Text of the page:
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Civil Society and Expanded Dialogue Unit

G8 and Africa | Civil Society | Climate Change | Expanded Dialogue

See also G8 Online 2005

Interview with
Mark Wilson
Executive Director, The PANOS Institute

London, 30 June 2005

PANOS is a non-governmental organization that attempts to stimulate public debate around development issues in order to foster sustainable development. PANOS also works to promote an enabling media and communications environment worldwide, especially in those locations most affected by development issues. PANOS has brought a team of African journalists to cover the events of the 2005 Gleneagles Summit.

G8RG: Are you expecting any breakthroughs on the issue of climate change at the upcoming G8 summit in Gleneagles? What action would you like to see the G8 take on climate change?

Mark Wilson: Movement, yes; breakthroughs, no!

Relating the climate change discussions to those on the other main agenda item - Africa - the UK Government's 'Commission for Africa Report' highlights that 'climate change poses a major threat to Africa's future' and points out that 'Africa is not a driver of climate change but a victim'. This reflects a growing realisation that the anti-poverty measures being developed could be undermined by the increasing effects of climate change, so these effects must be included in development goals.

On a wider front, it is clear that the climate change discussions are often confused on means and ends. Many environmentalists and scientists believe that  the US administration is in denial about the problem, whilst also clearly disagreeing with the means the international community has agreed to start tackling it: the Kyoto Protocol. At a minimum therefore, there must be agreement at the G8 that climate change is a scientific reality that requires action to combat it.

In terms of what that action might be, Prime Minister Blair has already publicly recognised the impossibility of getting the US Government to sign up to the Kyoto Protocol, and therefore additional, alternate means to combat climate change - in addition to Kyoto - must be found that the US and Australia - the other holdout - will back. This is crucial not only because of the scale of carbon emissions by the US and Australia, but because of the impact on getting large developing countries to join in with emissions reductions as soon as possible. With leaders of large developing countries such as China and India attending G8, it is difficult to see any breakthroughs occurring that establish significant additional means of combating climate change that are acceptable to the US and do not undermine Kyoto.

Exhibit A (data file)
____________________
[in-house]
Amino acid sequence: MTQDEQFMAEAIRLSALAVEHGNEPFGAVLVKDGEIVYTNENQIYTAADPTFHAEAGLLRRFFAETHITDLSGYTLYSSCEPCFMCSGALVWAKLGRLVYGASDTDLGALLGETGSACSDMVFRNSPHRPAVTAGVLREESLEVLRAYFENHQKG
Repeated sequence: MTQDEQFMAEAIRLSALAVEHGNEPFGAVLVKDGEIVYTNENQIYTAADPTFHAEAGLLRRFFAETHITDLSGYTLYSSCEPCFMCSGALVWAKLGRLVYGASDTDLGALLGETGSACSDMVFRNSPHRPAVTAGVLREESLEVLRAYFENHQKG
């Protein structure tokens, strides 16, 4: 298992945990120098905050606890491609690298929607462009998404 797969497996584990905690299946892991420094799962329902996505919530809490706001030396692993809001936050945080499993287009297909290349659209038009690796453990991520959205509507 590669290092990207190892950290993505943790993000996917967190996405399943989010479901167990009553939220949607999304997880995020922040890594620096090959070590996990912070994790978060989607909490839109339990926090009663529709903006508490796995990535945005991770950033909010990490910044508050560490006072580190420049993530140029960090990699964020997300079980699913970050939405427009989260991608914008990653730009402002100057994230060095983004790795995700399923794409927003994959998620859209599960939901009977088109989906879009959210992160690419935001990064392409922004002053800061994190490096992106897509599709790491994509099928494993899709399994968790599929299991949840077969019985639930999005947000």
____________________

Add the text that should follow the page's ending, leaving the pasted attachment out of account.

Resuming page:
Specific positive outcomes from the G8 could include adoption of the proposals tabled to combat illegal logging and money on the table for Africa to adapt to the effects of climate change. However, given US intransigence, UK Government statements on climate change have weakened in recent months which could reflect a waning resolve for action.  

G8RG: Are you expecting any breakthroughs from the G8 on fighting HIV/AIDS? What action would you like to see the G8 take on the fight against HIV/AIDS?

Mark Wilson: The expectation must be that the G8 tackles HIV/AIDS within its panoply of recommendations on Africa; but that no major breakthroughs take place. We would like to see:

1. New commitment to the Global Fund and the replenishment of funds (yesterday's announcement of the failure to meet the 3 x 5 targets is a recognition of how far we have to go).

2. Given the spectacular failure in controlling the pandemic, we would like to see G8 governments tackle the hard issues of building improved coordination in their international response; and incorporating a much greater role for civil society at the national level. Much of the top level discourse does little to acknowledge the role of civil society - and from Panos' perspective this is a continuing and central problem in why the overall efforts to  contain and beat back the HIV/AIDS pandemic are proving so difficult.


The G8 Research Group would like to thank all the organizations and individuals
who participated in interviews.
The views expressed herein do not reflect the views of the G8 Research Group.

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